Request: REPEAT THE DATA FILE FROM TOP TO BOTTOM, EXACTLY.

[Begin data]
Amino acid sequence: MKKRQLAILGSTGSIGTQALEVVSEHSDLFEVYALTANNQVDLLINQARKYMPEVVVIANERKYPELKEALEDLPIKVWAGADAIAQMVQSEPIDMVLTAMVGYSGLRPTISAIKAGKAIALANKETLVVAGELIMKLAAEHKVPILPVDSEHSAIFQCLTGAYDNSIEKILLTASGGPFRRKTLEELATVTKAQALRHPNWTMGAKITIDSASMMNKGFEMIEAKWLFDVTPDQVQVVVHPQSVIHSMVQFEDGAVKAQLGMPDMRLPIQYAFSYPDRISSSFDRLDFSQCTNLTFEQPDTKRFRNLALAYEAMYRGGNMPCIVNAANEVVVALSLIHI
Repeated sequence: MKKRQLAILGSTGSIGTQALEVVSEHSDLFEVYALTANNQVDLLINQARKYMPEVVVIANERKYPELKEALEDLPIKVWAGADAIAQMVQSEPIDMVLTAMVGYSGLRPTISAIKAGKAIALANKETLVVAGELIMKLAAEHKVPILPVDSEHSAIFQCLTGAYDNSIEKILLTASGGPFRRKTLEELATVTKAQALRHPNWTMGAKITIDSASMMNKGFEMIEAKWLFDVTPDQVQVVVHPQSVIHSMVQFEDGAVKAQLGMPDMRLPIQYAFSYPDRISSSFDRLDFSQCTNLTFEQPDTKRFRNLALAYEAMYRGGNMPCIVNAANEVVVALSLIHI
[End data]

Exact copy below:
Amino acid sequence: MKKRQLAILGSTGSIGTQALEVVSEHSDLFEVYALTANNQVDLLINQARKYMPEVVVIANERKYPELKEALEDLPIKVWAGADAIAQMVQSEPIDMVLTAMVGYSGLRPTISAIKAGKAIALANKETLVVAGELIMKLAAEHKVPILPVDSEHSAIFQCLTGAYDNSIEKILLTASGGPFRRKTLEELATVTKAQALRHPNWTMGAKITIDSASMMNKGFEMIEAKWLFDVTPDQVQVVVHPQSVIHSMVQFEDGAVKAQLGMPDMRLPIQYAFSYPDRISSSFDRLDFSQCTNLTFEQPDTKRFRNLALAYEAMYRGGNMPCIVNAANEVVVALSLIHI
Repeated sequence: MKKRQLAILGSTGSIGTQALEVVSEHSDLFEVYALTANNQVDLLINQARKYMPEVVVIANERKYPELKEALEDLPIKVWAGADAIAQMVQSEPIDMVLTAMVGYSGLRPTISAIKAGKAIALANKETLVVAGELIMKLAAEHKVPILPVDSEHSAIFQCLTGAYDNSIEKILLTASGGPFRRKTLEELATVTKAQALRHPNWTMGAKITIDSASMMNKGFEMIEAKWLFDVTPDQVQVVVHPQSVIHSMVQFEDGAVKAQLGMPDMRLPIQYAFSYPDRISSSFDRLDFSQCTNLTFEQPDTKRFRNLALAYEAMYRGGNMPCIVNAANEVVVALSLIHI